Security Policy

Integrated Finance has a comprehensively documented Information Security Policy which incorporates the entirety of the enterprise and features risk assessment, hardened configurations, vulnerability remediation, and incident response controls.

  • Policy framework

    A comprehensive approach to information security is essential to protect the interests of Integrated Finance, as well as the interests of its customers and vendors. Cybersecurity risks are ever-present and growing in sophistication, so preparation to meet these challenges must be measured against stringent requirements. It is for that reason that Integrated Finance has mapped its Information Security Policy to the Cybersecurity Framework of the National Institute of Standards and Technology (NIST CSF). Most specifically we are aligning our security controls against the moderate baseline set of controls found in the NIST 800-53 Rev 4.

  • Standards

    The various policy domains are supported by multiple standards. These standard documents outline specific requirements, called "controls," to be met by internal teams, vendors and/or partnership that we commit ourselves to. Ensuring that each stakeholder meets these mandatory controls creates a uniform approach to information security across the entire enterprise. Security standards and controls are administered by the Integrated Finance Security team, who serve as subject matter experts and provide a central authority for standard implementation. When each business engineering team implements standards in a uniform manner, the Integrated Finance enterprise as a whole is more secure against sophisticated cybersecurity threats.

  • Controls

    The specific, mandatory security requirements outlined in each standard are called controls. The controls in each Integrated Finance standard come from a library of security requirements within an overall Integrated Finance "Unified Control Framework" (UCF) that is specifically formulated to both implement security best practices at a granular level, and align with the NIST categorisation of security standards. Engineering teams are expected to view the security controls of each standard as mandatory, and implement them with the guidance of the security team.

  • Procedures

    Documented procedures are used to guide and standardise implementation of the controls listed in each standard. Just as standards and controls must be uniformly adopted across Integrated Finance, the procedures supporting them are implemented the same way across the engineering groups. These procedures have two levels of granularity: Standard Operating Procedures (SOPs) and Runbooks.

  • Standard operating procedures (SOPs)

    Standard operating procedures are step-by step workflows for security processes. Each workflow incorporates both generic tasks (e.g. "peer review") as well as more detailed sub-steps (e.g. "distribute to peer business sponsors via email"), along with an official process flow diagram. It is generic enough to be applied to any software project and/or product development effort for the same information-security oriented task. Such procedural documents are key to effective management of a security control in a more global distributed remote workforce.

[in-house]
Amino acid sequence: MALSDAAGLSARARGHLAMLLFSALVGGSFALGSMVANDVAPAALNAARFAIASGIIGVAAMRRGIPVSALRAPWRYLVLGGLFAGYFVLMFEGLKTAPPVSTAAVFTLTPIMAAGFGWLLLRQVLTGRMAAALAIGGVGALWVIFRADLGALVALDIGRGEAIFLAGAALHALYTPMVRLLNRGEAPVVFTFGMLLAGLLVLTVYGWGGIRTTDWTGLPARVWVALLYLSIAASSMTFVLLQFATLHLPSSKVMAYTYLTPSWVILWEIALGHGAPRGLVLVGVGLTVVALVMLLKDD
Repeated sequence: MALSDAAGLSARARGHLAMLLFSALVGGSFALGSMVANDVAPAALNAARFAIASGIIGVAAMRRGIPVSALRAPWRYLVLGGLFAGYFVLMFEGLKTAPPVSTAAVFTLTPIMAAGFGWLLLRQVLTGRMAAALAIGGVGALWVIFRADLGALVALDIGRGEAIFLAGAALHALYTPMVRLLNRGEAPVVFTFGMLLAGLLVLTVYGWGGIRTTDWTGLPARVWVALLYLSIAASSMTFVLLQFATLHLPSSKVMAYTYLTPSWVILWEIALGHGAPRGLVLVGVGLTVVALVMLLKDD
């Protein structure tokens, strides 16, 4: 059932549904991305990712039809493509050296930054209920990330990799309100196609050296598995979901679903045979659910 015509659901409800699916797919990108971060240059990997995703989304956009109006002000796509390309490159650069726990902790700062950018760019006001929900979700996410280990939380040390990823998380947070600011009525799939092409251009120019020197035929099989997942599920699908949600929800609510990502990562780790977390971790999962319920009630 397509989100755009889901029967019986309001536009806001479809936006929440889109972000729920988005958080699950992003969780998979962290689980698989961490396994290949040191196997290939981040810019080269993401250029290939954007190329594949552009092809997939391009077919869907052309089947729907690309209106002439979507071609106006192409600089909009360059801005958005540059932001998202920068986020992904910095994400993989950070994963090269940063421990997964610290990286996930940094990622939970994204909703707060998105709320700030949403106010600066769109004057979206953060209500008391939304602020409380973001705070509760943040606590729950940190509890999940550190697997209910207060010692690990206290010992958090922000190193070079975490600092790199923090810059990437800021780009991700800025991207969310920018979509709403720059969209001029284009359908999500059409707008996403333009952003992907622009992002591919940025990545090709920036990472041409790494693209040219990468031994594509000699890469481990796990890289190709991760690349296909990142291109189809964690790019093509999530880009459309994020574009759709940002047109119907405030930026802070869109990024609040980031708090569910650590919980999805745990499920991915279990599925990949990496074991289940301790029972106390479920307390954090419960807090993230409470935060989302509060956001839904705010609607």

• Runbooks

    Runbooks are the most granular approach to procedures supporting information security standards and controls. They are position and team specific instructions meant to convey the greatest detail possible. Ideally, a brand-new, untrained employee could follow the steps of a runbook and accomplish its end goal.

  • Guidelines

    Documented guidelines are aspirational best practices for information security controls and procedures. Over time, as expert Integrated Finance employees have engaged with this framework of security measures, they developed improvements to mandatory controls and procedures. These improvements may improve the security profile of their team, ease control adoption, or address gaps in formal protection mechanisms. Integrated Finance has compiled these suggestions and built "best practices" documents that are not mandatory for adherence but may help each engineering/product team to be as secure as possible.

  • Security review

    The Security team acts as the stewards of policy and standard documentation that is to be applied across the enterprise. Each document is reviewed at least once annually for updates and changes due to new requirements. They also store the documentation and ensure it is properly applied, in coordination with engineering and product development and/or external subject matter experts.

  • Compliance

    A key advantage of the Integrated Finance enterprise policy and standards documentation approach is that documents can be brought into alignment both internally and with external regulations or expectations. While the overarching policy framework is intentionally aligned with NIST, various controls and procedures account for the treatment of particularly sensitive or regulated data and its storage or processing. For example, GDPR and/or DPA 2018 (UK GDPR) protections are embodied where appropriate, and provide proof of fully integrated compliance with these important regulatory regimes. Furthermore, contractual obligations, including PCI DSS and Standard Contractual Clauses (SCCs), can be addressed through proper documentation.

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